Footage from China's space station shows how its large robotic arm can "crawl" along the outside of the spacecraft.
The new video from the Chinese Manned Space Agency (CMSA) shows the space station's 33.5-foot-long (10.2 meters) robotic arm rising up from behind the Tianhe module and reaching out to find a docking port in the foreground.
The footage was captured by panoramic camera D on the Tianhe core module, which launched to China's new Tiangong space station in April 2021.
The robotic arm has been used in a number of operations, including assisting crews with extravehicular activities, or spacewalks, as well as systems and apparatus checks. Space station operators and astronauts have also used the robotic arm to grasp and maneuver the Tianzhou 2 cargo spacecraft, which arrived at the station last year.
The Tianhe robotic arm will be used to move new modules due to arrive in orbit in the second half of 2022, relocating them from a frontal docking port to lateral ports to complete the planned T-shaped, Tiangong space station.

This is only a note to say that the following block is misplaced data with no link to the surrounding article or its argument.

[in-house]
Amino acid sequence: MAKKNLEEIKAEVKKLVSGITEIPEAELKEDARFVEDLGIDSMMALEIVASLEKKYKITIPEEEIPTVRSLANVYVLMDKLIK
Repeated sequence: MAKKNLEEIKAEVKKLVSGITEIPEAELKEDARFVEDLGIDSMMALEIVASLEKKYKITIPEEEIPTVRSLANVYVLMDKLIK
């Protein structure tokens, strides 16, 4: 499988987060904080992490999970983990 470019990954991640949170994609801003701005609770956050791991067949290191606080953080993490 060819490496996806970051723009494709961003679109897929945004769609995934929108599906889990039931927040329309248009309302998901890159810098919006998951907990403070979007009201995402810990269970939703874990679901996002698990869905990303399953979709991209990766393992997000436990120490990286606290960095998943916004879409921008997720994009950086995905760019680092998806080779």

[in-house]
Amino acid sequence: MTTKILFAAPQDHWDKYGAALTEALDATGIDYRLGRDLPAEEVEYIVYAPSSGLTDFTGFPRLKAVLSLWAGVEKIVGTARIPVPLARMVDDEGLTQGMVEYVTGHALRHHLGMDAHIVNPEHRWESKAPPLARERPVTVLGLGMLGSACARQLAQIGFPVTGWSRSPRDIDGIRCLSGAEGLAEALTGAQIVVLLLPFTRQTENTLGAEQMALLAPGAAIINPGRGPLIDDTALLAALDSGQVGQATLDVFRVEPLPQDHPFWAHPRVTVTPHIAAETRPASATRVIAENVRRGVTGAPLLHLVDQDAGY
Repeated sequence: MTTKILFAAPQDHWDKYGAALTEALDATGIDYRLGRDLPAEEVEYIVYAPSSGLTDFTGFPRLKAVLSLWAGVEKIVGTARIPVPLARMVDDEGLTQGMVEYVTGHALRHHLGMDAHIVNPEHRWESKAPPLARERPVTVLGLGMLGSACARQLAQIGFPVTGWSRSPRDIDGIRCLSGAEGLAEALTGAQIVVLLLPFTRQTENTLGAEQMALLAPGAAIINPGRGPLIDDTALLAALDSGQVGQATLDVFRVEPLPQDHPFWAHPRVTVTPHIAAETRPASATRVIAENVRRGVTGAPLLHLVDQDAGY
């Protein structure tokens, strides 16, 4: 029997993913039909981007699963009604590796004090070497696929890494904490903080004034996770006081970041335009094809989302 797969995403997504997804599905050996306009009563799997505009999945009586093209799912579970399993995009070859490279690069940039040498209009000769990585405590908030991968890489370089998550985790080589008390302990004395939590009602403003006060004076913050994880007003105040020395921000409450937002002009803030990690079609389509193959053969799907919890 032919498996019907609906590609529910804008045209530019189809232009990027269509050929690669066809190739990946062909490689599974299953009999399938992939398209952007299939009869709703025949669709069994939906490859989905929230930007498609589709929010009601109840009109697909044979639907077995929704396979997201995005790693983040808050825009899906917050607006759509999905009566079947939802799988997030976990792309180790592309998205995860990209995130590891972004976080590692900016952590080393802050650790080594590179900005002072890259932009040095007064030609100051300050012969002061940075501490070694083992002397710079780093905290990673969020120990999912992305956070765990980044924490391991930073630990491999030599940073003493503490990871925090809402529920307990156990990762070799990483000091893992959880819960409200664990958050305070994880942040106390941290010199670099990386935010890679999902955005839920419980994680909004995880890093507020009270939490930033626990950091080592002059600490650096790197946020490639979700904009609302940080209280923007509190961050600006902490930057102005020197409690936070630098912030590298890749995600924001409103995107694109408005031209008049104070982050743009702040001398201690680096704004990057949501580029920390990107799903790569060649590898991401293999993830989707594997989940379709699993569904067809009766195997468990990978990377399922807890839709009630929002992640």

Canadarm2, a similar robotic arm that was installed on the International Space Station in 2001, can also travel across the ISS, using fixtures placed on the outside of the station. It also handles heavy payloads and assists astronauts on spacewalks.
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Andrew is a freelance space journalist with a focus on reporting on China's rapidly growing space sector. He began writing for Space.com in 2019 and writes for SpaceNews, IEEE Spectrum, National Geographic, Sky & Telescope, New Scientist and others. Andrew first caught the space bug when, as a youngster, he saw Voyager images of other worlds in our solar system for the first time. Away from space, Andrew enjoys trail running in the forests of Finland. You can follow him on Twitter @AJ_FI.